Lindsay Cunningham, one of the crew for our upcoming Atlantic Crossing, is a teacher at the prestigious King’s College Junior School in Wimbledon, London.
The school is taking a keen interest in Adina’s crossing and we’re informed the fleet tracker showing our progress will be shown at assembly each day so the boys can follow us from Gran Canaria to St.Lucia. Lindsay is also hoping to make a documentary of the crossing to be shown to the boys when she returns. The goal is to help not only improve the boys’ general geography knowledge but give them an understanding of all that goes into sailing a yacht and looking after the crew over long distances.
Just before October half-term, Lindsay presented an assembly about the crossing, showing the boys various pieces of sailing kit to inspire them. She then asked the pupils to write down the questions they wanted Susie and I to answer for them about sailing and the crossing. So out came the camera and following a video tour of the boat, Susie and I sat and answered the questions for Lindsay to take back for her next update to the boys after half-term.
It must be said that we loved the thoughtfulness of the questions. We’ll publish the final footage once it’s been shown to the pupils but for now here are some of our favourites:
James, Form TC
“How far is it to cross the ocean?”
James – sailors use nautical miles to measure distance at sea and it is approximately 2800 nautical miles from our start at Las Palmas, Gran Canaria to the finish at Rodney Bay in St.Lucia in the Caribbean. That’s approximately 5200 kilometres.
Luke, Form 1H
“How will you make sure there is enough water to drink?”
Luke, we have a clever machine onboard Adina called a water maker. It takes in seawater from beneath the boat, removes the salt, and turns it into drinking water. I can reassure you it’s very good and tasty water.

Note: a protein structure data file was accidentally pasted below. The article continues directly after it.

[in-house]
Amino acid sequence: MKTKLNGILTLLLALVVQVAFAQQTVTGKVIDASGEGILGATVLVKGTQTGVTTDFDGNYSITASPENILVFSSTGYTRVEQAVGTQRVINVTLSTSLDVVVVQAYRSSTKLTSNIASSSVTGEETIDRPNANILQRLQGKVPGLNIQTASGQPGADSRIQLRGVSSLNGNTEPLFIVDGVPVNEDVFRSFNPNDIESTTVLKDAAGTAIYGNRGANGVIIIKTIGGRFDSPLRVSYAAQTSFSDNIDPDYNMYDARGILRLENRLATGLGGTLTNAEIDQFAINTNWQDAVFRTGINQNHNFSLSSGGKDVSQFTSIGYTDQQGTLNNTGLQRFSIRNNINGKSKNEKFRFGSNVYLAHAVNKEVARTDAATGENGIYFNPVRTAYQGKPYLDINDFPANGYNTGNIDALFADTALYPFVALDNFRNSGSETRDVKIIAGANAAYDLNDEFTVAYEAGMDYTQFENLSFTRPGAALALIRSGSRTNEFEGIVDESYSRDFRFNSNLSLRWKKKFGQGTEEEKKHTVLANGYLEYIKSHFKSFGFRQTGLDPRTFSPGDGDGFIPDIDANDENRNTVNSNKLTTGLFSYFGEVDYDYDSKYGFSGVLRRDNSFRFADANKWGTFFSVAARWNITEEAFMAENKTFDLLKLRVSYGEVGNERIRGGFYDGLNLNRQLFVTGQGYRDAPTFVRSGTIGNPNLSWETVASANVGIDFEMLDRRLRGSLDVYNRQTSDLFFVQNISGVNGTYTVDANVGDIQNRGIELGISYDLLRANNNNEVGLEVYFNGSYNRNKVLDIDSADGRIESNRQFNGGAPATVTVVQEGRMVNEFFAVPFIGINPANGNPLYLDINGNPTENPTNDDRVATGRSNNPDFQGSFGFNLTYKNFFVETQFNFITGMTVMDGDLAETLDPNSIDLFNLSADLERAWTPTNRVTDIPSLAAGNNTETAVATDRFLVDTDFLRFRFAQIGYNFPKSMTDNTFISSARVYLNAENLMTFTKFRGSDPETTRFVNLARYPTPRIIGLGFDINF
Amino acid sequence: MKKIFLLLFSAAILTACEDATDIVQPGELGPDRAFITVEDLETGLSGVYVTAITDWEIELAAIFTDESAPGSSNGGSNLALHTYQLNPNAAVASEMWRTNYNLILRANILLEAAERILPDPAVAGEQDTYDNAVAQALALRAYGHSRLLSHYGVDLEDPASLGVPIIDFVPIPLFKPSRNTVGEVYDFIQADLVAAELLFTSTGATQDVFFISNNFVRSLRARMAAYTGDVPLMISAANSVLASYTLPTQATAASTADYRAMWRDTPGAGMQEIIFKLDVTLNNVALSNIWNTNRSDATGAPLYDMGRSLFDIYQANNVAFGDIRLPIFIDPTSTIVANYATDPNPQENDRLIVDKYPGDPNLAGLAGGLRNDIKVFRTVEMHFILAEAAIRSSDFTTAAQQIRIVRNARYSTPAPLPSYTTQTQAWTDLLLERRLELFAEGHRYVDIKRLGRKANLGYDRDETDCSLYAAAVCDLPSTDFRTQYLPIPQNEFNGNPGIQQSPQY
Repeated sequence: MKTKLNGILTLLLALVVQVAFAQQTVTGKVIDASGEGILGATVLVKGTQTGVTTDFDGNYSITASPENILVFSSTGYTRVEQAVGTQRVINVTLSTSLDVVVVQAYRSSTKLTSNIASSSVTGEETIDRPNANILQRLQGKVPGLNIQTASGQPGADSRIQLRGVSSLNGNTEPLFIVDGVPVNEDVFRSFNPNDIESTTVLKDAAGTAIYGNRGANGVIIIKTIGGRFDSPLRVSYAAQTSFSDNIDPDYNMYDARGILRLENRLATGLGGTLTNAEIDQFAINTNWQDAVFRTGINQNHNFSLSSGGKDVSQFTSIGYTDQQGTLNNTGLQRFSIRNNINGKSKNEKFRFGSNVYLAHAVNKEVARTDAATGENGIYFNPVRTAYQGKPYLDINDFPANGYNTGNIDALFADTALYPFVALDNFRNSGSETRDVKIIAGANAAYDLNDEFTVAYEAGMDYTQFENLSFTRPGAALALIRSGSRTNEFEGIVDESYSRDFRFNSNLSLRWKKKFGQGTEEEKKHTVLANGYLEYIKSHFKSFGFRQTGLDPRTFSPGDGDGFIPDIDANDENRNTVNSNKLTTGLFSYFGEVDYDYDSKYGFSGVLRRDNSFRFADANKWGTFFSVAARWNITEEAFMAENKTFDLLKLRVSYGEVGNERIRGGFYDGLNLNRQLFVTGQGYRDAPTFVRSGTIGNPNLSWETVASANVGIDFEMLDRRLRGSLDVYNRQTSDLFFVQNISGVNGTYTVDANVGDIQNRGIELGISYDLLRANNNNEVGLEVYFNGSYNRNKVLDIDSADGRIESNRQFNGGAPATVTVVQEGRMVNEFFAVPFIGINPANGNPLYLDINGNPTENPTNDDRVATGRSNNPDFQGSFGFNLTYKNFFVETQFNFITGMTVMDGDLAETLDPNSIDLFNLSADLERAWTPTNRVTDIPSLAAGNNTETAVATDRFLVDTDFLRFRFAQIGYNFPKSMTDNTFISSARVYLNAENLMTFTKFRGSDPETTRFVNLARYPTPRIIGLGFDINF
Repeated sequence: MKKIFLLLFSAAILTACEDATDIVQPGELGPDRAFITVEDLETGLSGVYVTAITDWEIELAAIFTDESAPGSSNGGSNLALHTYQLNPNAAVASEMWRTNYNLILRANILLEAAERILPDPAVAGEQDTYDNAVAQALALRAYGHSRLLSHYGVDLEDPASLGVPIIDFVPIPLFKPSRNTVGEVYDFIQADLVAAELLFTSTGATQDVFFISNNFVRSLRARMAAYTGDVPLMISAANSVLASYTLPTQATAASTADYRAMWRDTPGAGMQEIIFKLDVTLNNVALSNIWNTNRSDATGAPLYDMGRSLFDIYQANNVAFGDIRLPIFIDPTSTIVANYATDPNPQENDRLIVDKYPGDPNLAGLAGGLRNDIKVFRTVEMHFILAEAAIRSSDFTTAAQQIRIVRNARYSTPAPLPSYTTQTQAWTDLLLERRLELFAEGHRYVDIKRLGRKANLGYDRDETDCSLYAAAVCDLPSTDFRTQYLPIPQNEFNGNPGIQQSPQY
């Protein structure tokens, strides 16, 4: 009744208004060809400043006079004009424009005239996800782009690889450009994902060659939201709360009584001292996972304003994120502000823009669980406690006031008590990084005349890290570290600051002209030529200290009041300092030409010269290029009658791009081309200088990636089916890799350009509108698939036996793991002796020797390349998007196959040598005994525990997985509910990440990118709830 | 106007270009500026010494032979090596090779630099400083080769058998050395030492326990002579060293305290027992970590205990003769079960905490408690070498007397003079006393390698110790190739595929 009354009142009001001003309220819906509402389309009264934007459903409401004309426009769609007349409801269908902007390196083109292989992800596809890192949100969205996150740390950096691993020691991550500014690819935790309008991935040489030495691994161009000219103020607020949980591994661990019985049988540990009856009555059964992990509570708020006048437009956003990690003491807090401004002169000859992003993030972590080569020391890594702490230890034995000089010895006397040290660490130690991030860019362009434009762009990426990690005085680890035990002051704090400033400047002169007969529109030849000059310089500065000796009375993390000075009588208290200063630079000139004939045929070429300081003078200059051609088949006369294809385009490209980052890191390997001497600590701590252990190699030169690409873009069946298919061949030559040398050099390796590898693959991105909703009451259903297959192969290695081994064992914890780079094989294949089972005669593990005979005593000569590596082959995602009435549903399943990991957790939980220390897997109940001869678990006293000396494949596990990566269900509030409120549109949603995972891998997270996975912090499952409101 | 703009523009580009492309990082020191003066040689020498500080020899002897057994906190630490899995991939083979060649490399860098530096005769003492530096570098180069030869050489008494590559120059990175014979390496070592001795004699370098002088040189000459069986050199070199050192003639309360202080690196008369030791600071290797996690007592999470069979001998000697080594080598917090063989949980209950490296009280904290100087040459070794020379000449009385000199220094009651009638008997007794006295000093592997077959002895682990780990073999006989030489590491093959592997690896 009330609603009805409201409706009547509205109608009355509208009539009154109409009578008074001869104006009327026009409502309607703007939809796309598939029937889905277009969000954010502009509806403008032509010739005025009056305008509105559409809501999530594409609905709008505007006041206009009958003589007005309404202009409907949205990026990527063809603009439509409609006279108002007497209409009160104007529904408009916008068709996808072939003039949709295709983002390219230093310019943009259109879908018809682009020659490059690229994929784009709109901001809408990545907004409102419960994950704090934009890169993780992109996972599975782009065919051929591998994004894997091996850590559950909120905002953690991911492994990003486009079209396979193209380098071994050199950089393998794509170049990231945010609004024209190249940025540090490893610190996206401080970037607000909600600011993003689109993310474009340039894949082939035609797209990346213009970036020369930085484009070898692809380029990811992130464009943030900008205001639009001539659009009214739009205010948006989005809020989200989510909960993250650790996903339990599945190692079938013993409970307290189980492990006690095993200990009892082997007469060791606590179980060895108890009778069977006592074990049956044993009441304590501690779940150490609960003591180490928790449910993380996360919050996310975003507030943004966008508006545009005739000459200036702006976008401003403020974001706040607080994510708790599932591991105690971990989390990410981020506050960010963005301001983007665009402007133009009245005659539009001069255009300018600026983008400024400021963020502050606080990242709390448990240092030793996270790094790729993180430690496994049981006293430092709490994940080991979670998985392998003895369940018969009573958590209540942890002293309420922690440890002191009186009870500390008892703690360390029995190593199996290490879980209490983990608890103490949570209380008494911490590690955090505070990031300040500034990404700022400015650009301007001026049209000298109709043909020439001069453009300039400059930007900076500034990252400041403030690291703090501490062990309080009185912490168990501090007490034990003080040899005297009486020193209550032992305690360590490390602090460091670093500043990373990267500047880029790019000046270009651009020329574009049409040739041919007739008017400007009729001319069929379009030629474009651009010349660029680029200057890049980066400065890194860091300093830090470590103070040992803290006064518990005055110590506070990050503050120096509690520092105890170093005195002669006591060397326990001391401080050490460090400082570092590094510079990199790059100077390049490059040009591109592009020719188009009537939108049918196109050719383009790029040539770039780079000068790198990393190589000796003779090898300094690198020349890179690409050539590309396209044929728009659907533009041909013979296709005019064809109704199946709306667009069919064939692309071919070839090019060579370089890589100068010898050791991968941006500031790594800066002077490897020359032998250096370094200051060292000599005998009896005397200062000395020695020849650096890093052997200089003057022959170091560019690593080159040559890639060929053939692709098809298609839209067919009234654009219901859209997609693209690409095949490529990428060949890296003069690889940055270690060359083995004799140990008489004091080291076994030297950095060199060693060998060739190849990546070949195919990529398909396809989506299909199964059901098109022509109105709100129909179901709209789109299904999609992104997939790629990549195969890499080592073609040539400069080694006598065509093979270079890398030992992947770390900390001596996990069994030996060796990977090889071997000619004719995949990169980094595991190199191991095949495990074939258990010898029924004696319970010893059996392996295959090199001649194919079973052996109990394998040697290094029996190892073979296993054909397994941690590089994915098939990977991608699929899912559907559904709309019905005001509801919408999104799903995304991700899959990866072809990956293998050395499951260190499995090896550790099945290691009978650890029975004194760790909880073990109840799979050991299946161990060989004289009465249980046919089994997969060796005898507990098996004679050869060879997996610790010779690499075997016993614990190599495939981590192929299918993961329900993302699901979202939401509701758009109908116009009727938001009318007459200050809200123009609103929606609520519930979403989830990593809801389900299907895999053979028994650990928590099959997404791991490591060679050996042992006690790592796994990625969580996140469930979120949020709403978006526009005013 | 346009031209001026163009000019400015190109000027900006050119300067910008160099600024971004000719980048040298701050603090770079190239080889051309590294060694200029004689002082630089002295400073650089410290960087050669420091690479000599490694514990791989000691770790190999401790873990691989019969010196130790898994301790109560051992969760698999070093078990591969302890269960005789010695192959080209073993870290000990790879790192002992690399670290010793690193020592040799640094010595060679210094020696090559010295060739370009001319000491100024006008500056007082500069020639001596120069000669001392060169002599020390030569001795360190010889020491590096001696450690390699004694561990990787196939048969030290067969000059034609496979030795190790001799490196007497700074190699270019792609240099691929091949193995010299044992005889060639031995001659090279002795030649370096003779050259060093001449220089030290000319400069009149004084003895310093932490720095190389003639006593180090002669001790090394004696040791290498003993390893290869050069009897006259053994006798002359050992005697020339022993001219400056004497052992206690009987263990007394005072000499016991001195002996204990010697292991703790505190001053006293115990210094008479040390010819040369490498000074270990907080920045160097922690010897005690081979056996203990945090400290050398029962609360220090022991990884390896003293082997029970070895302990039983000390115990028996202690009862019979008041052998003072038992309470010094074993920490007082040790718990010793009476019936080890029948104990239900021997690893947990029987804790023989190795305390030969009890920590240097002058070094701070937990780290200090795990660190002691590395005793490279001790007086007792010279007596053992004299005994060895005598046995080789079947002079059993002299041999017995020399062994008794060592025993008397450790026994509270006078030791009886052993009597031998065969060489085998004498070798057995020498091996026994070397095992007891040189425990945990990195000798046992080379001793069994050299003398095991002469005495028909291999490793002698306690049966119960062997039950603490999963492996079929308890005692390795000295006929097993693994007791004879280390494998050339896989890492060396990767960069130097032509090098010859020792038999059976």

Ashwin, Form 1HL
“What weather do you expect in the Atlantic Ocean?”
We expect a variety of weather; there will be days when there is no wind and I’m sure there will be some days with lots of wind and rain. But where we are sailing there is a good record of nice winds to help us cross the ocean safely. We’ll be sailing not too far from the equator so we hope it will be sunny and warm.
Guy, Form TBP
“How many sharks do you think you are going to see?”
Guy, we hope none! But if we see them they will be beneath the boat and of no harm to us. We certainly do hope to see dolphins and whales!
Adam, Form TBP
“What kind of food will you eat?”
Food is one of the most important parts of our preparations as we need enough food to last three weeks. We’ll take fresh fruit and meat with us. For the first few days we’ll eat meals we prepare before leaving, like chilli con carne. Then we will use frozen meat especially vacuum packed and frozen to last longer. Things like eggs are rubbed in Vaseline and stored to last the entire trip. Towards the end of our trip we will rely on long lasting food you can buy in shops and maybe some tins. But hopefully we’ll catch fish like tuna and dorado that we can eat!
Jack, Form 1HL
“What is your worst fear at sea?”
A good question Jack! My personal worst fear is somebody accidentally falling off the boat – what we call ‘man overboard’. But we are well prepared if that happens as Adina has lots of special equipment to retrieve people from the sea and all our crew will wear lifejackets that inflate if they fall in the water. We’ve also made sure we’ve practised using the equipment. Hopefully we’ll never have to use it and will have a fun and safe crossing.
Romeo, Form 1HL
“Where will you stop for a rest on your journey across the Atlantic Ocean?”
We never stop, we sail day and night. We have a watch system which means some people will be sailing the boat and some people will be sleeping, and then we swap around. In fact sailing at night is fun as you get to see all the stars!
And our favourite question…
Harry, Form TBP
“I would like to find out if you are going to find treasure on the island?”
Harry, the treasure we hope to find on the island of St.Lucia is Caribbean rum!
Thank you to all the boys at King’s College Junior School for their questions. We do hope you will be inspired you to take up sailing yourselves!